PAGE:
Plague. A word that has struck fear in the hearts of man since the
earliest of times. It has also lead to some of the greatest historical events
and stories of our time. The ancient cities of Rome and Athens, in their
downfall, were finished off by pestilence. The Bubonic Plague, also known as
The Black Death, devastated Europe in the 14th century, starting a new age. The
great warrior Ivan the Terrible was stricken with disease, and driven mad.
During the "exploration" of the new world, Cortes's greatest ally against the
Aztecs was smallpox. Napoleon's Grand Army was defeated by the Russians, and
typhus. Queen Victoria spread hemophilia to her heirs, leading to the illness
of the only son of Czar Nicholas, and the fall of monarchy in Russia.1 All the
events are horrible in every way, but have struck a chord with people around the
world. Perhaps it is our inherent morbid curiosity. So, the question is, if
these events happened once, why can't they happen again?
Let us take a look at the most horrible, so far, of the plagues: The
Black Death. It took Europe by storm from approximately 1345 to 1361. It would
also make small comebacks throughout the next 400 years, but never like it did
the first time. It also reached into Africa, China, Russia, and the
Scandinavian countries. It was truly a worldwide pandemic. But, it has a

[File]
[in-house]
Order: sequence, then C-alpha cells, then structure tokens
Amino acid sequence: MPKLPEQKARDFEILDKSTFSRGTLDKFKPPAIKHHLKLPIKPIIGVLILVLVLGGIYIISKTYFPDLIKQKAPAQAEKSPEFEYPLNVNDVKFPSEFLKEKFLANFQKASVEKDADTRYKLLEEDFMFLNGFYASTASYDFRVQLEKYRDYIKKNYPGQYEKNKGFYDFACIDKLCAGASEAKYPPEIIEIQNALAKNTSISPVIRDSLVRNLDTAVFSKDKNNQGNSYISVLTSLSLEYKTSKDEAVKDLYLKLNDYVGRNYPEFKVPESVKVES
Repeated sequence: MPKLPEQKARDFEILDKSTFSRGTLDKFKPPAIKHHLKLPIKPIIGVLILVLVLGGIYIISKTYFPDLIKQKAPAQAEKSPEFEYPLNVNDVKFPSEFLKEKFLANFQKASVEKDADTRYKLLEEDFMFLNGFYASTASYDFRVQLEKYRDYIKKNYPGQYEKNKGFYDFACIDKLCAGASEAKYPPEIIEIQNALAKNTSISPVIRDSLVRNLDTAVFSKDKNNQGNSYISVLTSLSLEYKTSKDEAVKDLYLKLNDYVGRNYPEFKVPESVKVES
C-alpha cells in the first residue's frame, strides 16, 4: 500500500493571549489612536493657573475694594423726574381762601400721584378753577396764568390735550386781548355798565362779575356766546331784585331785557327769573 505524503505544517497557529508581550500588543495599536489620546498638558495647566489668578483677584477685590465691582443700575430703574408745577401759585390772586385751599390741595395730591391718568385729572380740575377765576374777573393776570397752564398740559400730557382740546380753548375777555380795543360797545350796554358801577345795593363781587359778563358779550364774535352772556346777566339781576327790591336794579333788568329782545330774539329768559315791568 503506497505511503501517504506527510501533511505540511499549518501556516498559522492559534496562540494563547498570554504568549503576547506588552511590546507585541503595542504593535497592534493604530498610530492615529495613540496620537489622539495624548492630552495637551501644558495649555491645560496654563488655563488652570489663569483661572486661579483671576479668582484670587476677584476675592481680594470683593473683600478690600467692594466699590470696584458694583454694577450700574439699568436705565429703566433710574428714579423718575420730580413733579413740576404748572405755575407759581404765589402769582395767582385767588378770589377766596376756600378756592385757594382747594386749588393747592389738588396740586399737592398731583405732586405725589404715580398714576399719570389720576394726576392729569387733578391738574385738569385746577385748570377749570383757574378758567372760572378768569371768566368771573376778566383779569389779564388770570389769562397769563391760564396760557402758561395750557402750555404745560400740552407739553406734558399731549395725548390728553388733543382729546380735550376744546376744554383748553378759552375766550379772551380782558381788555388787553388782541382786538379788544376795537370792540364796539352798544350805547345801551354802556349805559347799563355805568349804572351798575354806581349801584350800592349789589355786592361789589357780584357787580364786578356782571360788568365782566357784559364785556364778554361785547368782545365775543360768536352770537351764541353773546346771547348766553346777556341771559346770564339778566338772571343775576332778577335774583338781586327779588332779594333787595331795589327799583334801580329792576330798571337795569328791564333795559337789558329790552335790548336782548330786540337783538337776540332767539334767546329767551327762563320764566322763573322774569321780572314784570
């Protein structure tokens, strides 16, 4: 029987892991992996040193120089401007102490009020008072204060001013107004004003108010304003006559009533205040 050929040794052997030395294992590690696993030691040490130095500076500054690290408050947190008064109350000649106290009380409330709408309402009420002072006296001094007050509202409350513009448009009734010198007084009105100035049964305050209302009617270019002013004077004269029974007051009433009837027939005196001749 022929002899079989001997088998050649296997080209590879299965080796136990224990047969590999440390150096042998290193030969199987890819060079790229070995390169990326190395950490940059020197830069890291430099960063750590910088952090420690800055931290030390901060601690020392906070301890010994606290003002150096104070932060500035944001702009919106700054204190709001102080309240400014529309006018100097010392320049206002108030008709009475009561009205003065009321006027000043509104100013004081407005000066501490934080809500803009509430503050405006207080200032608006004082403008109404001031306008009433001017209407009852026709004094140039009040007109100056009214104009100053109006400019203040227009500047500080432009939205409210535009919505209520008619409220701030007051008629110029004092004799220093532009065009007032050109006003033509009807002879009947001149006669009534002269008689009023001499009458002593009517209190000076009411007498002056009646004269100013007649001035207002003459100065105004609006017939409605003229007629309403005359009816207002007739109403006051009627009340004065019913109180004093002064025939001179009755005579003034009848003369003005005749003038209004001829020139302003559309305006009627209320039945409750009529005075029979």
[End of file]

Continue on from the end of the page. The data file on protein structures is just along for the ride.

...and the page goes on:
secondary effect that not many people are aware of. The colonies of Greenland,
settled by the Vikings, were stricken by the plague and they soon disappeared.
It is known that these colonies kept in contact with "Vinland", which was near
New Foundland, in Canada. The Vikings had already discovered North America!
But, alas, with these colonies all dead, Greenland was forgotten, and not
discovered again until 1585.2 It is estimated that the plague took 24 million
lives, about a quarter of the European population. This may seem incredulous to
people today, but it happened. During those times, where there were humans,
there were black rats. And where there are rats, there are fleas. And where
there were fleas, there was the plague. Bubonic plague, and also pneumonic
plague, were everywhere. France, Italy, Russia, England, you name it. When a
village was infected, people fled, most likely taking the plague with them to
the next village.3 One ca...
... middle of paper ...
...n't, but it
sure does sound good. I hope to have entertained you through this paper, and
given you something to chew on for a few weeks. And I have just one more
thought. When people think of the end of the world, they think of a big
mushroom cloud destroying everyone in a pillar of light. But, I just don't see
that. I see something less spectacular. When the end comes, it won't be with a
bang. No one will see it coming. An army of the smallest soldiers will attack
us from the inside out. One-billionth of our size, and they'll beat us.
1. Abel, Ernest L. America's Top 25 Killers. Hillside, N.J.: Enslow
Publishers Inc., 1991
2. Archer, Jules. Epidemic! New York: Harcourt Brace Jovanich, 1977.
3. Berger, Melvin. Disease Detectives. New York: Thomas Y. Crowell,
4. Cartwright, Fred F. Disease and History. New York: Thomas Y.
5. Guerrilla Warfare. "Time: Frontiers of Medicine." Vol. 148, No.4, Pg.
6. McNeill, William H. Plagues and Peoples. New York: Anchor
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